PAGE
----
FIG. 3 a schematic representation to explain the formation by extraction of part of an ion beam from the plasma of a radio frequency ion beam source in accordance with FIG. 1, by means of a three grid electrode system,
FIG. 4 a diagram of the extractable total ion current of the extraction system of FIG. 3,
FIG. 5 a sectional representation of a practical embodiment of a radio frequency ion beam source in accordance with the invention,
FIG. 6 a part illustration of an additional magnetic focussing device for use with an ion beam source in accordance with FIG. 5 for very low ion energies,
FIG. 7 a diagram of typical discharge characteristics of an ion beam source in accordance with FIG. 5, and
FIG. 8 a diagram of the required extraction voltage of the grid system of an ion beam source in accordance with FIG. 5 for argon as a function of the current density and of the extracted ion current.
As seen in FIG. 1 a high frequency ion beam source comprises a metallic ioniser vessel 1 with an associated gas supply system 2, a radio frequency coil 3 arranged inside the ioniser vessel 1 and having an associated radio frequency generator 4, and also a beam formation system which comprises three grid electrodes 6, 7, 8 and two ring electrodes 9, 10 which belong to an ion lens.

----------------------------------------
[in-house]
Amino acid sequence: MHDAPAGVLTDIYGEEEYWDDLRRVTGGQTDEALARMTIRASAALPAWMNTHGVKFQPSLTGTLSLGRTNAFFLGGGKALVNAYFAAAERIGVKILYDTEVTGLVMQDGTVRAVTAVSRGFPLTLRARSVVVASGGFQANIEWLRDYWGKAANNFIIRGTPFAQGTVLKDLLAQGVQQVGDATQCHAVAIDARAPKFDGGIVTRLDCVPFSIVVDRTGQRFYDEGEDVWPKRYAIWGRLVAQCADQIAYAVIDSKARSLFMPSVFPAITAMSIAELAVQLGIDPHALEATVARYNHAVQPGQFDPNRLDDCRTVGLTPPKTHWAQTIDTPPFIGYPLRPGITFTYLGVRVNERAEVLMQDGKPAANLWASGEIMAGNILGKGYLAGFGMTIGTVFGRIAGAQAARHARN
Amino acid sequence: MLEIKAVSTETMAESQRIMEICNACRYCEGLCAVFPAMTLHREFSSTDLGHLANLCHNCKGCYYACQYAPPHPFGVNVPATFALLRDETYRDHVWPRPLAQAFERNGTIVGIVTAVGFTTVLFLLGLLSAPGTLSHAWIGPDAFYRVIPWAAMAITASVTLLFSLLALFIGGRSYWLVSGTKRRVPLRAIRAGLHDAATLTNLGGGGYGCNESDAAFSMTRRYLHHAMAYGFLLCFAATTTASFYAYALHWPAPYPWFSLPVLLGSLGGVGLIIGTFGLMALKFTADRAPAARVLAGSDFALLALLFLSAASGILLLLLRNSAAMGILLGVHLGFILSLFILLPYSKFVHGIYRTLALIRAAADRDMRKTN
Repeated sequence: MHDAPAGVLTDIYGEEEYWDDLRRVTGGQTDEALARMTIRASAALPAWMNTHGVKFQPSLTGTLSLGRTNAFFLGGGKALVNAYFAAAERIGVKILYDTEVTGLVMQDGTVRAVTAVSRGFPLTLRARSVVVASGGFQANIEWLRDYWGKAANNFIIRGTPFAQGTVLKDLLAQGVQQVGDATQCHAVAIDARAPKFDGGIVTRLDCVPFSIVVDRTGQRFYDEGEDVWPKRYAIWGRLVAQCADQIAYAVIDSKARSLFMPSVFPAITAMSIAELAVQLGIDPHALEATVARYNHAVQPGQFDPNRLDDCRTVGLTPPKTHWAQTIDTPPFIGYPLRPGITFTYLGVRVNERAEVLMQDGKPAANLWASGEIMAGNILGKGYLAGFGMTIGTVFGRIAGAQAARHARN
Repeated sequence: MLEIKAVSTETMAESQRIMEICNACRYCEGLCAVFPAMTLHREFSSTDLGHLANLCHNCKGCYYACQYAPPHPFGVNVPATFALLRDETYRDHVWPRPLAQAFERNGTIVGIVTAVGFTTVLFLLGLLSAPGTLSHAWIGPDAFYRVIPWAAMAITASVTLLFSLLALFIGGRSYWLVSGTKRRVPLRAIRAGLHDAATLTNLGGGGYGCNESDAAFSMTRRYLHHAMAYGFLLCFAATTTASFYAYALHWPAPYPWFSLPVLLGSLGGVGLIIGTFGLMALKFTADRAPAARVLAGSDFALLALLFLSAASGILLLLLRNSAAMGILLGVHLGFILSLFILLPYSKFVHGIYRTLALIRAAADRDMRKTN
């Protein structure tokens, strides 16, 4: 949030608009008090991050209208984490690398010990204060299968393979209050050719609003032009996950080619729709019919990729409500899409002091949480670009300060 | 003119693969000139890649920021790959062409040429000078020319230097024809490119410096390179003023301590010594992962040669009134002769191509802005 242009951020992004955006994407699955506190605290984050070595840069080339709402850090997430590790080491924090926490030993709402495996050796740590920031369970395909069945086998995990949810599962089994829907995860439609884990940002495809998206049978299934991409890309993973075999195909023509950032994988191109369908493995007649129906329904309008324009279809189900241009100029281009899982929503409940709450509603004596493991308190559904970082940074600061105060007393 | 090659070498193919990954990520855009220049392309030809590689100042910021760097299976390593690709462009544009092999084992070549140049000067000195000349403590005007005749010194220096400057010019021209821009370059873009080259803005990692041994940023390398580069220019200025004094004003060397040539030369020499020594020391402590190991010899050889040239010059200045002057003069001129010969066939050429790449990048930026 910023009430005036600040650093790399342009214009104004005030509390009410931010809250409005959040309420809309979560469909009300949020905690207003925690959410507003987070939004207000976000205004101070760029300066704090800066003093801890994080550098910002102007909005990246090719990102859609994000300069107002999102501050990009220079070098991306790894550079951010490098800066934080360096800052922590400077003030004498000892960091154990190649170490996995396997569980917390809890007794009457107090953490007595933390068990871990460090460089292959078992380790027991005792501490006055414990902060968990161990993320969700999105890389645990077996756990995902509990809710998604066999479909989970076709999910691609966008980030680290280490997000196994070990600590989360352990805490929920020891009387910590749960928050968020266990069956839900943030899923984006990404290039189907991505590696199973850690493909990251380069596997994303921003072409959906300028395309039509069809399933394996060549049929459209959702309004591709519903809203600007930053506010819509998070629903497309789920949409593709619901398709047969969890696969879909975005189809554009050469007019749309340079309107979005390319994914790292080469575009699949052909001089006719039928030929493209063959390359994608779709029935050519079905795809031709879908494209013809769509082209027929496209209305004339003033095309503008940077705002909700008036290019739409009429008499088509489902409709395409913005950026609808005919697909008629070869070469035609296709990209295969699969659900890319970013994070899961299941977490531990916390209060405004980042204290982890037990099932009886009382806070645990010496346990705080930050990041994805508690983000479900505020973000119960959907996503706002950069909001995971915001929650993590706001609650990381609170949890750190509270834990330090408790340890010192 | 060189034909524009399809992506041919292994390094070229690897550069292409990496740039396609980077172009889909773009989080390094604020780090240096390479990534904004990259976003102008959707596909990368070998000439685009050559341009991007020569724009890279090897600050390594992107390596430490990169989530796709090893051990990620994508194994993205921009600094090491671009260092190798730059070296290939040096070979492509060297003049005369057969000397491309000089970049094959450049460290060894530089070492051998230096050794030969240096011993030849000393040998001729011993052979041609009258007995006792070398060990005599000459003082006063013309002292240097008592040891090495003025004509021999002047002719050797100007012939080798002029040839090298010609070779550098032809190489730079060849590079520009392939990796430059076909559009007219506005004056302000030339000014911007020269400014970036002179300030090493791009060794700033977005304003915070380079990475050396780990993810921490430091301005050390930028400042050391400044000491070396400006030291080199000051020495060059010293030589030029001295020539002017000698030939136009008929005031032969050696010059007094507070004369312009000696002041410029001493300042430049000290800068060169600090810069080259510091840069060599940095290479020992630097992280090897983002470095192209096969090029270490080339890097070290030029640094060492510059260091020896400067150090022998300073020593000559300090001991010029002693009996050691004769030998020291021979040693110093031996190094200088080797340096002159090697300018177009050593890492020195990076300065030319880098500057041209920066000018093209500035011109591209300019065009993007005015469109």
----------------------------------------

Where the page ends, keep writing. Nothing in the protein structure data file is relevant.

The grid electrodes and/or ring electrodes are connected to high voltage generators 11. The ioniser vessel is surrounded by permanent magnets in a specific arrangement 5.
The working gases which flow in from the gas supply system 2 are ionised in the ioniser vessel, i.e. split up into positive ions and electrons and thus a plasma state is created.
The discharge power required for an inductive, radio frequency and automatic ring discharge is generated by the r.f. generator which preferably operates in the frequency range form 0.5 to 30 MHz and is coupled in via the induction coil 3. This causes first of all a high frequency axial magnetic field in the interior of the coil which generates, by induction, an electrical eddy field with closed field lines of the same frequency. In this eddy field discharge electrons are accelerated on approximately circular paths until they are able to cause new ionisation impacts. Through the cooperation of elastic central collisions with direction reversal and the change of direction of the radio frequency azimuthal electric field the electrons affected hereby can rapidly accumulate energy. By optimum matching of the generator frequency, the discharge pressure and the circumference of the ioniser vessel, this accumulation process can be favourably influenced from a statistical viewpoint. The length of the ioniser vessel can also be optimised in dependence on the vessel radius and the ion mass in order to obtain maximum ion yields.
As the ionising electrons are created from previous ionisation acts an independent gas discharge is present which does not require any glowing cathodes to feed it. This leads to the high degree of reliability and to the long life of the radio frequency discharges, in particular also when operating with reactive gases.